I’m amazed to read that Sam was actually one of Molly Ringwald’s first movie roles. Even when dealing with her crazy grandparents, sister, and classmates, she’s always believable. Anthony Michael Hall is also great as the Geek, both totally obnoxious and charming. Not everyone does so well, as many (including Dong and the sister’s in-laws) become almost too much to bear. But the leads’ charisma and sharp reactions keep the mayhem under control. Also, keep your eyes peeled for both John and Joan Cusack in small roles.

Sixteen Candles has some flaws and loses itself in the zaniness a few times, but its heart shines through. The music, fun, and Ringwald are nearly impossible to reject. Hughes writes many classic lines and avoids the trap of being overly clever. Real people do not talk like Juno or Dawson. Take notes, young screenwriters. Sometimes less is more. The awkward silences of Jake and Sam say a lot more than pop-culture quips.

Closing this out, I had fun with Sixteen Candles and appreciate finally watching it. It’s a great start to what should be an entertaining marathon of embarrassing misses.

Other 1980s Comedies Marathon Reviews

The 'Burbs
Trading Places
After Hours

7 comments:

  1. It's hard to go wrong with John Hughes. I've always thought he had his finger so closely on the pulse of the American teen that his movies are going to be timeless, even if the clothes and music are gain a slight passe quality.

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  2. I totally agree. A lot of his movies from the '80s hold up better than films that were just released a few years ago. They have the timeless quality that you can't predict but still works several decades later.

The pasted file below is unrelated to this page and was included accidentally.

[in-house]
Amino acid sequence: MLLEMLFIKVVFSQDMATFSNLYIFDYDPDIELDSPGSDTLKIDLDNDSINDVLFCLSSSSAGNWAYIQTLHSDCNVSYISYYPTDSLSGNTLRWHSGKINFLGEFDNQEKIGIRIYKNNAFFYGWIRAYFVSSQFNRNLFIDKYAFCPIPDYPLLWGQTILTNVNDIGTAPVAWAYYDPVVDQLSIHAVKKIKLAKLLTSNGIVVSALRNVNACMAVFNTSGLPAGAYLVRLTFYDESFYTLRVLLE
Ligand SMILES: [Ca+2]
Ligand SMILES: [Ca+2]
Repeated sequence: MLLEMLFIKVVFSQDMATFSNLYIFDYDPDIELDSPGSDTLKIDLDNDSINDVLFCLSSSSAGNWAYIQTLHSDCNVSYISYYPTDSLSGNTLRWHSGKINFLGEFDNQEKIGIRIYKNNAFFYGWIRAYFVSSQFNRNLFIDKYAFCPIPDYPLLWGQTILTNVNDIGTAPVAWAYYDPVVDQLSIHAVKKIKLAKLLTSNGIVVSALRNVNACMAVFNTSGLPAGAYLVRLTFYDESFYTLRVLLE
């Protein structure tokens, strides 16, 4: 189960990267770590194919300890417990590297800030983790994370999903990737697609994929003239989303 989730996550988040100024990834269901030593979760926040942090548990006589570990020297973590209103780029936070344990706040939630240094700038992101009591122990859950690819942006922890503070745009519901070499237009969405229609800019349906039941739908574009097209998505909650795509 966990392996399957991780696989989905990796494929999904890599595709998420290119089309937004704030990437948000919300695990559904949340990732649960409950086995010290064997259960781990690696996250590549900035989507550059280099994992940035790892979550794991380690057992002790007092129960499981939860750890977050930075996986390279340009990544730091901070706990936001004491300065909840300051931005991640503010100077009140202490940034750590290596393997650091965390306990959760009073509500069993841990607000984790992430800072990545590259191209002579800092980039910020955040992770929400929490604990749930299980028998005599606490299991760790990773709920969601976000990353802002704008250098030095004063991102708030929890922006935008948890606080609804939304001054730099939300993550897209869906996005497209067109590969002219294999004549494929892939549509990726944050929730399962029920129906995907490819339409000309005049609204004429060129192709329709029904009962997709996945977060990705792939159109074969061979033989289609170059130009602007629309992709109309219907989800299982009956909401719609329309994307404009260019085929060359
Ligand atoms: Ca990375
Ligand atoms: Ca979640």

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  3. I'm going to be doing a post on 16 Candles soon myself, so I apologize, but I didn't read this one because I didn't want to subconsciously end up stealing some of your thoughts.

    I'm actually posting here just to let you know that I've made it back through your blog posts. I try to do this with all the blogs when I start to follow them. By the way, is there a reason you only have a "follow by email" option?

    I like what you've done here. I'm actually using a somewhat similar format where I make up a category and then review movies that I place in it (i.e. Gwyneth Paltrow is British, Commentaries in Character, Narrated by Dead People, etc.)

    I only do movies I would recommend to others, though, and I want at least three movies to write about before I do a category, so I may never end up doing some of the categories I've brainstormed.

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  4. Wow. Chip, I admire your dedication in reading through all these blog posts back to the beginning.